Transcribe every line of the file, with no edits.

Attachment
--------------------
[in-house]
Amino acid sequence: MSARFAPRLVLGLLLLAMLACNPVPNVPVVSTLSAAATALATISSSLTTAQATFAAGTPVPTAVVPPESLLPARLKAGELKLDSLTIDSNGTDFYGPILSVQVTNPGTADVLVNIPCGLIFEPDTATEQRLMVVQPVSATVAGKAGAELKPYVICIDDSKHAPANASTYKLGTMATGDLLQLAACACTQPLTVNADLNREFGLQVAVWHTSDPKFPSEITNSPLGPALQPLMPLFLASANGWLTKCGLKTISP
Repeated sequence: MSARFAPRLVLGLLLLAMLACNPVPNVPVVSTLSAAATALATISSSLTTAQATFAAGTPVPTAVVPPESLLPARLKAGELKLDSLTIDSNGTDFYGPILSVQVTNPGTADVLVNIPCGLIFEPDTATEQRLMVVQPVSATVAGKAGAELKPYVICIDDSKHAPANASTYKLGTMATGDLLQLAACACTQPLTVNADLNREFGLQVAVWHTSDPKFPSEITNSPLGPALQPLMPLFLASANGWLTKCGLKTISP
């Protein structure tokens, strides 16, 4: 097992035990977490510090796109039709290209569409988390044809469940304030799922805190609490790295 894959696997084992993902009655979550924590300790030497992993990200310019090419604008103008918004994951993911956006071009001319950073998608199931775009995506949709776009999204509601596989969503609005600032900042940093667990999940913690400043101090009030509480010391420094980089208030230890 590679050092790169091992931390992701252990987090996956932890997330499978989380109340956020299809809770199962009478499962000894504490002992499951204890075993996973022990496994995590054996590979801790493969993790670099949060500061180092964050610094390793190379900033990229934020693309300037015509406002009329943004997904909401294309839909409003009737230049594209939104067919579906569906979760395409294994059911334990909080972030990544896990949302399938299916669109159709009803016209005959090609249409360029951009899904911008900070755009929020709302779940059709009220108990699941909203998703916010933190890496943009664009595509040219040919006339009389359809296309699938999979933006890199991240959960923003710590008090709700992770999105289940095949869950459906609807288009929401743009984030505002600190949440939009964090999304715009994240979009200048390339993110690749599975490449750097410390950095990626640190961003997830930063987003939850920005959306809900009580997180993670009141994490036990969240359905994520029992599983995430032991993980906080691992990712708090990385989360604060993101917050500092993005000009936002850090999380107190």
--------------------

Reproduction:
[in-house]
Amino acid sequence: MSARFAPRLVLGLLLLAMLACNPVPNVPVVSTLSAAATALATISSSLTTAQATFAAGTPVPTAVVPPESLLPARLKAGELKLDSLTIDSNGTDFYGPILSVQVTNPGTADVLVNIPCGLIFEPDTATEQRLMVVQPVSATVAGKAGAELKPYVICIDDSKHAPANASTYKLGTMATGDLLQLAACACTQPLTVNADLNREFGLQVAVWHTSDPKFPSEITNSPLGPALQPLMPLFLASANGWLTKCGLKTISP
Repeated sequence: MSARFAPRLVLGLLLLAMLACNPVPNVPVVSTLSAAATALATISSSLTTAQATFAAGTPVPTAVVPPESLLPARLKAGELKLDSLTIDSNGTDFYGPILSVQVTNPGTADVLVNIPCGLIFEPDTATEQRLMVVQPVSATVAGKAGAELKPYVICIDDSKHAPANASTYKLGTMATGDLLQLAACACTQPLTVNADLNREFGLQVAVWHTSDPKFPSEITNSPLGPALQPLMPLFLASANGWLTKCGLKTISP
């Protein structure tokens, strides 16, 4: 097992035990977490510090796109039709290209569409988390044809469940304030799922805190609490790295 894959696997084992993902009655979550924590300790030497992993990200310019090419604008103008918004994951993911956006071009001319950073998608199931775009995506949709776009999204509601596989969503609005600032900042940093667990999940913690400043101090009030509480010391420094980089208030230890 590679050092790169091992931390992701252990987090996956932890997330499978989380109340956020299809809770199962009478499962000894504490002992499951204890075993996973022990496994995590054996590979801790493969993790670099949060500061180092964050610094390793190379900033990229934020693309300037015509406002009329943004997904909401294309839909409003009737230049594209939104067919579906569906979760395409294994059911334990909080972030990544896990949302399938299916669109159709009803016209005959090609249409360029951009899904911008900070755009929020709302779940059709009220108990699941909203998703916010933190890496943009664009595509040219040919006339009389359809296309699938999979933006890199991240959960923003710590008090709700992770999105289940095949869950459906609807288009929401743009984030505002600190949440939009964090999304715009994240979009200048390339993110690749599975490449750097410390950095990626640190961003997830930063987003939850920005959306809900009580997180993670009141994490036990969240359905994520029992599983995430032991993980906080691992990712708090990385989360604060993101917050500092993005000009936002850090999380107190």